"Do we realize that happiness here and now consists in freely, lovingly, joyfully acknowledging God's will for us -- and doing it in all ways and all affairs big and small? To live perfectly is to live happily. To live happily is to grow in spiritual strength toward perfection. Every action performed in accord with God's will is part of that growth."

"We will never be alone if we live as we should, because our Father will always be with us to bless us. He wants us to be successful. He wants us to be happy. He wants us to achieve the good goals we set. He will do His part if we do our part."

Please read and ponder these lessons and come prepared to discuss the parts that touched your hearts! See you Sunday!

Stephanie Johnson

Wednesday, February 4, 2015

"Hastening the Lord's Work within Our Own Souls"

Contributed By Robert L. Millet, Church News contributor

While “real growth” or deep conversion is surely the product of consistent and sustained gospel living, what does it look like? How might we know if we are, through the years, experiencing real growth? What might we begin noticing in our own discipleship?

In recent years we have been reminded by our leaders that a significant prophecy is being fulfilled in our day. The Lord said: “Behold, I will hasten my work in its time” (D&C 88:73). To hasten is to urge on, to accelerate, to move or act quickly.

Specifically, the Brethren have called upon the Latter-day Saints to hasten the work of (1) reaching out to those who may not now enjoy the blessings of the restored gospel; (2) extending the blessings of that gospel to those who have died without the opportunity to receive its requisite covenants and ordinances; and (3) searching out and caring for the poor and needy among us.

These selfless acts—missionary work, temple work, and compassionate service—are part of what we are called upon to do as disciples of the Lord Jesus Christ. The Apostle James, brother of our Lord, explained that this is what true Christians do; this is what he called “pure religion.” But there was one more thing involved in pure religion—namely, keeping ourselves unspotted from the vices of the world (Joseph Smith Translation, James 1:27). This facet of the Christian faith has to do with personal spiritual development.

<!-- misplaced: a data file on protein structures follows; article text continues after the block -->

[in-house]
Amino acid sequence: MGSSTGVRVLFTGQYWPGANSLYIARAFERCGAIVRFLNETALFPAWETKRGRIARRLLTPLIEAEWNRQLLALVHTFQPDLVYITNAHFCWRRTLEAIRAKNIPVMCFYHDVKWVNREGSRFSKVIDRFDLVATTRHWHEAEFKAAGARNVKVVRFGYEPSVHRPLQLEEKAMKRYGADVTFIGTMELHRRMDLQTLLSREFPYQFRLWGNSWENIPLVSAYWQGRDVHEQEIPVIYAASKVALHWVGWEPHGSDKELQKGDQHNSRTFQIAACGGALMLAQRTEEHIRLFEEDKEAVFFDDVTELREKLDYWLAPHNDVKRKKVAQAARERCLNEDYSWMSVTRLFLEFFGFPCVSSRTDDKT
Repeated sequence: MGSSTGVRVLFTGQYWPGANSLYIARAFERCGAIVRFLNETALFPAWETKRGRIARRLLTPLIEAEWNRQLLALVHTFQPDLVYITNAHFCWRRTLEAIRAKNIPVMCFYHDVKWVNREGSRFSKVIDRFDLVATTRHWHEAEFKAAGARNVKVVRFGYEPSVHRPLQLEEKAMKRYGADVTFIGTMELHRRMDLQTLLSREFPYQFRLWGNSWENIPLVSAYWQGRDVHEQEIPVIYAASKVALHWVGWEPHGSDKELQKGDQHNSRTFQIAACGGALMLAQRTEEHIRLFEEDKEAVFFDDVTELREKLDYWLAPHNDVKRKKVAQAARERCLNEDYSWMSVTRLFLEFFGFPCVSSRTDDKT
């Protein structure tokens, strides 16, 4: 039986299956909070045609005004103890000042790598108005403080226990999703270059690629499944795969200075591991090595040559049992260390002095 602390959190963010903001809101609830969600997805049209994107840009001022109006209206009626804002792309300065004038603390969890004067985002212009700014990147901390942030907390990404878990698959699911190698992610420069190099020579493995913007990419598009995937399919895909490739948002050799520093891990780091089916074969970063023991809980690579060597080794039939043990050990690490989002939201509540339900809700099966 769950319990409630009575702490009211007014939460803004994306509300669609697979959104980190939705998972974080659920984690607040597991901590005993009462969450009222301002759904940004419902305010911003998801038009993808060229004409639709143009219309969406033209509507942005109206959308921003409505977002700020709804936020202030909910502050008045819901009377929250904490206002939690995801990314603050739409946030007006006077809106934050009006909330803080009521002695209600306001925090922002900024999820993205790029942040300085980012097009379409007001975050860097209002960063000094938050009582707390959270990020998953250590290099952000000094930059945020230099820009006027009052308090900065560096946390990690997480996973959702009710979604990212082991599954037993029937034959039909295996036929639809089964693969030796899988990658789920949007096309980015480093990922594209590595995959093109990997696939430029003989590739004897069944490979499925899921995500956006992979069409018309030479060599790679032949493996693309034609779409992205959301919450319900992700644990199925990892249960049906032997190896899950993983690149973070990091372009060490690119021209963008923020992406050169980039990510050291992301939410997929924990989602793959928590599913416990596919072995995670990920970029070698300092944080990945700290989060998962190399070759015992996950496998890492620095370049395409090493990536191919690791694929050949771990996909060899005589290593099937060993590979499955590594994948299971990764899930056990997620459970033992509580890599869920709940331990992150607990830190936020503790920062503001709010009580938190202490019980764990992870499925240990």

In addition to hearing much about hastening the work, we have been told how important it is to encourage and foster “real growth,” that is, deep conversion, complete consecration to God and His Church and kingdom. While such growth is surely the product of consistent and sustained gospel living, what does it look like? How might we know if we are, through the years, experiencing real growth? What might we begin noticing in our own discipleship? Here are a few thoughts to consider:

1. There begins to develop within our hearts a desire to do more to further the work of the Lord and to be better people than we are. This seems to be what Abraham felt when he wrote of how he had previously been a follower of righteousness but had felt the need “to be one who possessed great knowledge, and to be a greater follower of righteousness, and to possess a greater knowledge” (Abraham 1:2). That is, Abraham wanted to do more and be more.

2. We gradually begin to view commandments, laws, and Church directives differently, to no longer see them as guard rails, barricades, or hindrances to life’s enjoyments, but instead as helps, guides, and kind gestures of a benevolent Father in Heaven. To those Saints who had begun to gather to the land of Missouri, those who had come out of the world and chosen the gospel path, the Savior promised that they would be “crowned with blessings from above, and with commandments not a few, and with revelations in their time” (D&C 59:4). We certainly cannot enjoy the blessings of living a law we do not keep or one of which we are ignorant. John the Beloved explained that “this is the love of God, that we keep his commandments: and his commandments are not grievous [burdensome, oppressive]” (1 John 5:3).